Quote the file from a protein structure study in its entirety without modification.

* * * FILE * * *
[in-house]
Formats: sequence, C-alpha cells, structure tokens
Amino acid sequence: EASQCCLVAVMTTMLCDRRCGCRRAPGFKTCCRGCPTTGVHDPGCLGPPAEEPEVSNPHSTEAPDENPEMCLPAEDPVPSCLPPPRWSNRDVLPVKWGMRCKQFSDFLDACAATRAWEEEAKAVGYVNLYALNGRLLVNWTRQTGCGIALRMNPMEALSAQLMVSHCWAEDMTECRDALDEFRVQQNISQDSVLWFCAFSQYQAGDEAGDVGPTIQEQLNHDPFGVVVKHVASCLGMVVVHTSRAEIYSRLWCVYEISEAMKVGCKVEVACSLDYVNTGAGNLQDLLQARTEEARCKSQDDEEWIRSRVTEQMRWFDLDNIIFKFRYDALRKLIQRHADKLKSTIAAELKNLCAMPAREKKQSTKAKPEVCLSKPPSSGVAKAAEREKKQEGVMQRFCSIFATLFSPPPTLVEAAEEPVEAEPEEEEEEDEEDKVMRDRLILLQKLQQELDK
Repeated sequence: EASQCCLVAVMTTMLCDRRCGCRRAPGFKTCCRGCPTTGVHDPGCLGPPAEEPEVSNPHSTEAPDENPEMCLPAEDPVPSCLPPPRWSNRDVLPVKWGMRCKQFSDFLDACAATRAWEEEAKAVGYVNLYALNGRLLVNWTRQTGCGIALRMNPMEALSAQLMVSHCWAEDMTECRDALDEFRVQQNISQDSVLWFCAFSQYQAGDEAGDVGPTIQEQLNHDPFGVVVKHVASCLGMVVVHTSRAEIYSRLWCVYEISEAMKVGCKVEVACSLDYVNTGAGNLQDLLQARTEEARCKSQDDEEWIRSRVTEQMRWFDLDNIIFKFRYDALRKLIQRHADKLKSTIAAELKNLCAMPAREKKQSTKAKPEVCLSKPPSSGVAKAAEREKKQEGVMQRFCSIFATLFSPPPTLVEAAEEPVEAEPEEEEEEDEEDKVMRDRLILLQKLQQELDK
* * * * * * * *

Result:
[in-house]
Formats: sequence, C-alpha cells, structure tokens
Amino acid sequence: EASQCCLVAVMTTMLCDRRCGCRRAPGFKTCCRGCPTTGVHDPGCLGPPAEEPEVSNPHSTEAPDENPEMCLPAEDPVPSCLPPPRWSNRDVLPVKWGMRCKQFSDFLDACAATRAWEEEAKAVGYVNLYALNGRLLVNWTRQTGCGIALRMNPMEALSAQLMVSHCWAEDMTECRDALDEFRVQQNISQDSVLWFCAFSQYQAGDEAGDVGPTIQEQLNHDPFGVVVKHVASCLGMVVVHTSRAEIYSRLWCVYEISEAMKVGCKVEVACSLDYVNTGAGNLQDLLQARTEEARCKSQDDEEWIRSRVTEQMRWFDLDNIIFKFRYDALRKLIQRHADKLKSTIAAELKNLCAMPAREKKQSTKAKPEVCLSKPPSSGVAKAAEREKKQEGVMQRFCSIFATLFSPPPTLVEAAEEPVEAEPEEEEEEDEEDKVMRDRLILLQKLQQELDK
Repeated sequence: EASQCCLVAVMTTMLCDRRCGCRRAPGFKTCCRGCPTTGVHDPGCLGPPAEEPEVSNPHSTEAPDENPEMCLPAEDPVPSCLPPPRWSNRDVLPVKWGMRCKQFSDFLDACAATRAWEEEAKAVGYVNLYALNGRLLVNWTRQTGCGIALRMNPMEALSAQLMVSHCWAEDMTECRDALDEFRVQQNISQDSVLWFCAFSQYQAGDEAGDVGPTIQEQLNHDPFGVVVKHVASCLGMVVVHTSRAEIYSRLWCVYEISEAMKVGCKVEVACSLDYVNTGAGNLQDLLQARTEEARCKSQDDEEWIRSRVTEQMRWFDLDNIIFKFRYDALRKLIQRHADKLKSTIAAELKNLCAMPAREKKQSTKAKPEVCLSKPPSSGVAKAAEREKKQEGVMQRFCSIFATLFSPPPTLVEAAEEPVEAEPEEEEEEDEEDKVMRDRLILLQKLQQELDK